Why is More Data Staying On Premises?

Security, performance and costs are leading enterprises to reconsider their use of public clouds.

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Enterprises are keeping more and more data on premises. This shift, which involves on-premises infrastructure and often some form of private clouds, is hard to deny.

In a survey last year of more than 400 enterprises in the United States, market research firm IDG found IT and general management expecting on average to keep 52% of data on premises, up from 48%. Related surveys of European and Asian businesses showed even greater increases in the number of respondents expecting to keep more than half of their data on premises.

More data on premises means less public, if not necessarily more unmixed, private cloud. The U.S. survey, for instance, has private cloud usage remaining constant, while expected use of public cloud dropping by half and “mixed private/public cloud” increasing by 40%.

A separate IDC study, drawing from a worldwide survey completed in early 2018 of 400 IT decision makers, showed much the same. On average, according to the data shared in a Blocks & Files article, respondents were expecting over the next two years to repatriate half of their of their data off public cloud applications to hosted private or on-premises locations.

Security, Performance and Costs

What’s going on here? The IDC survey indicated several reasons, the top being security. Each public cloud, private cloud, hybrid, mixed and on-premises deployment has its strengths and weakness. But the security, compliance, and general control available on the public cloud leaves many enterprises wanting.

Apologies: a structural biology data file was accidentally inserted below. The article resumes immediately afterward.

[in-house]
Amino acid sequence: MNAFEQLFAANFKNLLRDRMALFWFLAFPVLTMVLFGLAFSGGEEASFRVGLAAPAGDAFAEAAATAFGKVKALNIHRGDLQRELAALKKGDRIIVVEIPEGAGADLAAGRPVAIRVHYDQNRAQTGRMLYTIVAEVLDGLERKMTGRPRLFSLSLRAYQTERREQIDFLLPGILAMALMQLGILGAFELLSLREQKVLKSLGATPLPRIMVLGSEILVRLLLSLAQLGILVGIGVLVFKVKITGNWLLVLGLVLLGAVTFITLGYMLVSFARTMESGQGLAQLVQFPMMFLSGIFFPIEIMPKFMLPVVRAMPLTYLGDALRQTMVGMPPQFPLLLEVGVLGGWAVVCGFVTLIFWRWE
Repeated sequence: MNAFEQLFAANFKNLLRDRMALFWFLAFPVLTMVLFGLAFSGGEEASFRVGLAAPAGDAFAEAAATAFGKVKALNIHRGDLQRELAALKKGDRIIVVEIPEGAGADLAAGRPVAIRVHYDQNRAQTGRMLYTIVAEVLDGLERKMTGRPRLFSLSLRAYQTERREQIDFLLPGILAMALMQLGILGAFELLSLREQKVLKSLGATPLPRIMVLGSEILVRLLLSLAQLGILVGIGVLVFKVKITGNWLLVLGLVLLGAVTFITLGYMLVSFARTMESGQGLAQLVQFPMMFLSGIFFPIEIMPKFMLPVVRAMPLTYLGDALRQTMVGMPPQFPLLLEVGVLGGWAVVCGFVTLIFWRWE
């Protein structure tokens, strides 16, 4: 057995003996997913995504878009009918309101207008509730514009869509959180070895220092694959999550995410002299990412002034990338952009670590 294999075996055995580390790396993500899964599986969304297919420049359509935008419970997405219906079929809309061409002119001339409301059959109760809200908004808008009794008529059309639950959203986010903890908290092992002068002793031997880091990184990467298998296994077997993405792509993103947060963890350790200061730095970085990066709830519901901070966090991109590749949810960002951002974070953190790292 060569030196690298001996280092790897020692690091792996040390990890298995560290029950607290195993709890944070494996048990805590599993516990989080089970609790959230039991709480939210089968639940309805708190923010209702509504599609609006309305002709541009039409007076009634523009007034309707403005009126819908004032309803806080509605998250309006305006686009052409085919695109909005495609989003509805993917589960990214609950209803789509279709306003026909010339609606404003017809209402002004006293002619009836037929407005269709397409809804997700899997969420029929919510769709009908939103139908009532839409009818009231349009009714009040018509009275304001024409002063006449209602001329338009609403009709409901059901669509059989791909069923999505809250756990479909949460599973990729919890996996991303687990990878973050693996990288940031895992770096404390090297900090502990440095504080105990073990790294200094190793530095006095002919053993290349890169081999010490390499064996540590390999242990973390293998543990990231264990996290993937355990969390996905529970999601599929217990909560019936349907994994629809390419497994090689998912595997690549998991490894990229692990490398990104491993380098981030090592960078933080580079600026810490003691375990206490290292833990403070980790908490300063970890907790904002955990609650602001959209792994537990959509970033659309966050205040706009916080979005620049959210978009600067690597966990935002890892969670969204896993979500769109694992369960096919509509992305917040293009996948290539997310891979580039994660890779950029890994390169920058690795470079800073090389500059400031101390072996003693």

In our managed services practice, we see enterprises requiring very tight control in several verticals. Financial companies are looking for PCI-compliant private clouds to handle card transactions and cardholder data; and healthcare companies are asking for HiTrust-certified private clouds. (HiTrust is common framework that incorporates HIPAA, PCI and other security standards.)

In terms of performance, the feature most valued in the public cloud has been flexibility. Yet elastic storage, containerized applications and pay-as-you-go models have now become part of on-premises and private cloud environments. The bridges between public cloud and enterprise data centers, such as Microsoft’s Azure Stack (we were an early supporter), have also made it possible to keep data primarily on premises.

As for costs, about four years ago I recommended going with a private cloud for any deployment of more than 200 VMs. Last year, as I wrote in this InfoWorld article, the number looked closer to 100. Without offering a new number now, I’ll simply say that cost is becoming less of a differentiator, especially when considering long-term, total cost of ownership.

An enterprise that runs on applications is going to need to keep data for years. Every case is different, but if the cost advantage of public cloud goes away, if elasticity is not even required, and if security and control remain high priorities, then the private cloud and on-premises options are going to look all the more attractive.

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